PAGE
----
1. I dump at coinstar. They give 100% if you turn your coins into a gift card (applebees, Amazon, iTunes, Southwest Airlines, etc.)
    2. Whenever I can go, I search out every bank in an area. I go and ask for any half dollars they have and any customer wrapped rolls on quarters and dimes. Your best bet is customer wrapped stuff. Sometimes you get foreign (world) coins or miscounted rolls, but the banks are always more than happy to get rid of customer wrapped items.
    lordmarcovan likes this.
  10. SilverWilliesCoinsdotcom

    SilverWilliesCoinsdotcom Well-Known Member

    One note on melt value of silver. You mention several times in the thread considering melting 90% silver coins and then selling them. Very few people actually melt silver themselves, rather we "sell at melt value" without actually melting them personally. Melting metals can be extremely hazardous and requires meticulous safety procedures, knowledge and preparation to accomplish without a number of potential disastrous accidents, and is best left to the pros who supply the bullion, jewelry and industrial usage market. Just a caution. Otherwise, there's some great advice in here. Enjoy...
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  11. lordmarcovan

    lordmarcovan Eclectic & Eccentric Moderator

  12. Adam34falcon

    Adam34falcon Active Member

    Alright thanks guys, just got out of a movie but before that I picked up $20 in dimes, I didn't find any silver, figures. So, if I buy a $1 junk silver bag for around $13 is it worth it for melt value?
  13. Bman33

    Bman33 Well-Known Member

    You are paying a premium of about $1.25 over melt which is also called the "spot Price" (currently $16.43). $1.25 is not bad but look around for a better deal.
  14. sakata

    sakata Devil's Advocate

    I would not waste any time looking for silver in dime or quarter rolls. It may happen but you time is more valuable. If you are going to search then stick will halves, but your return is still likely to be low unless you dedicate hours and can find a good source. If you want junk silver then just buy it at the going rate. Time is money.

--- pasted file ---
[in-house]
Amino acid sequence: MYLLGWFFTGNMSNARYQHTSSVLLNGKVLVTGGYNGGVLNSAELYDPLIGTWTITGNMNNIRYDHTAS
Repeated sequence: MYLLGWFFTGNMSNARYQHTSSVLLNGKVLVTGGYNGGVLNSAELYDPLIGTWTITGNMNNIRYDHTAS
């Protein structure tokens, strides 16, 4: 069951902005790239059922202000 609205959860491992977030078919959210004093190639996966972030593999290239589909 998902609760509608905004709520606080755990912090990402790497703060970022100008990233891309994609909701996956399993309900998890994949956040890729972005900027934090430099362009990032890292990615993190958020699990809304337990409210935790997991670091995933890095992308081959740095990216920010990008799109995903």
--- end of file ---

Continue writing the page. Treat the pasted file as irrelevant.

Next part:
15. SilverWilliesCoinsdotcom

    SilverWilliesCoinsdotcom Well-Known Member

    If you have the time to put in, you might consider buying a roll of 90% Silver Washington Quarters 1964 or as big a lot in number of coins as you can afford. Experience taught me that the bigger the lot, the less it has been scrutinized, especially when it is an entire roll from a volume dealer. This is one case where eBay seems to actually be a preferred market, as you can see how many sales the seller has, and if that is in the thousands, it's more likely a better and more reputable seller, that and a 99% + positive feedback will give you more confidence in who you're buying from. Also, the big dealers that have many rolls available, you can see how many are /were available and how many left, the more they have sold increase (at least in my experience) the chances that they just buy low and sell high and that there are likely to be some nice finds date, mint mark and grade wise to make it worth it. Pick those out, sell off the common stuff at melt and do it again. This at least used to work for me. It's kinda fun, too.
  16. Adam34falcon

    Adam34falcon Active Member

    Thanks for the information.

    (To all) Would it be worth it to be sterling silver and melt it down? I would obviously only buy it if it was worth the money for the melt value, but there is 90% something in sterling silver? What other metals is in it? How much is sterling silver going for right now? (If there is a specific price for sterling silver).
  17. SilverWilliesCoinsdotcom

    SilverWilliesCoinsdotcom Well-Known Member

    Sterling is 92.5% by weight.
    Melting it yourself requires great skill and can be dangerous. See my previous reply.
  18. SilverWilliesCoinsdotcom

    SilverWilliesCoinsdotcom Well-Known Member

    Multiply the per ounce .9999 spot price by .0925. That times the weight of your sterling piece. Note. TROY ounces. NOT our English 16 ounces to a pound. That's a whole nother subject.
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  19. Johndoe2000$

    Johndoe2000$ Well-Known Member

    You sell them as is.
  20. SilverWilliesCoinsdotcom

    SilverWilliesCoinsdotcom Well-Known Member

    Also, don't be fooled by people selling a dollar face value of 90% silver US coin(s) at the current silver spot price. It's a sleazy way of playing on our impulse buy, gullibility and inexperience into MISTAKENLY concluding we're getting an ounce of silver for our 16 bucks and change (as of today's spot price 8/8/2017. For example, the melt value of a Morgan Silver Dollar is only 12 bucks and change, as it is only contains .77 troy oz of silver. These advertisements are common on eBay and while not illegal, they are sleazy.
    Johndoe2000$ likes this.
  21. sergeant

    sergeant Not a Member

    It's really hard to make a profit from CRH. CRH is just for fun.